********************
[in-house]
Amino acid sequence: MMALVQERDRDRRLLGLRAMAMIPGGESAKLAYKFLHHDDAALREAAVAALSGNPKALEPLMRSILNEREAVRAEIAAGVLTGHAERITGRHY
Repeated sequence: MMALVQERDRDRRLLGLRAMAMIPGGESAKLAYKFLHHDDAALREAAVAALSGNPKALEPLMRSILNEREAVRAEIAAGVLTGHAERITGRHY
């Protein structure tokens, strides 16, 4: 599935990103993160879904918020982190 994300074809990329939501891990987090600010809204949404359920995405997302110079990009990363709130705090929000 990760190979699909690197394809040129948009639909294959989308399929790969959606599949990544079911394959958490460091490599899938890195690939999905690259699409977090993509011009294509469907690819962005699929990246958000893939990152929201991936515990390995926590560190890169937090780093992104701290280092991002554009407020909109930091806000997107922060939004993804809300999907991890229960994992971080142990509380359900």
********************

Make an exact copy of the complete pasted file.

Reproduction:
[in-house]
Amino acid sequence: MMALVQERDRDRRLLGLRAMAMIPGGESAKLAYKFLHHDDAALREAAVAALSGNPKALEPLMRSILNEREAVRAEIAAGVLTGHAERITGRHY
Repeated sequence: MMALVQERDRDRRLLGLRAMAMIPGGESAKLAYKFLHHDDAALREAAVAALSGNPKALEPLMRSILNEREAVRAEIAAGVLTGHAERITGRHY
């Protein structure tokens, strides 16, 4: 599935990103993160879904918020982190 994300074809990329939501891990987090600010809204949404359920995405997302110079990009990363709130705090929000 990760190979699909690197394809040129948009639909294959989308399929790969959606599949990544079911394959958490460091490599899938890195690939999905690259699409977090993509011009294509469907690819962005699929990246958000893939990152929201991936515990390995926590560190890169937090780093992104701290280092991002554009407020909109930091806000997107922060939004993804809300999907991890229960994992971080142990509380359900």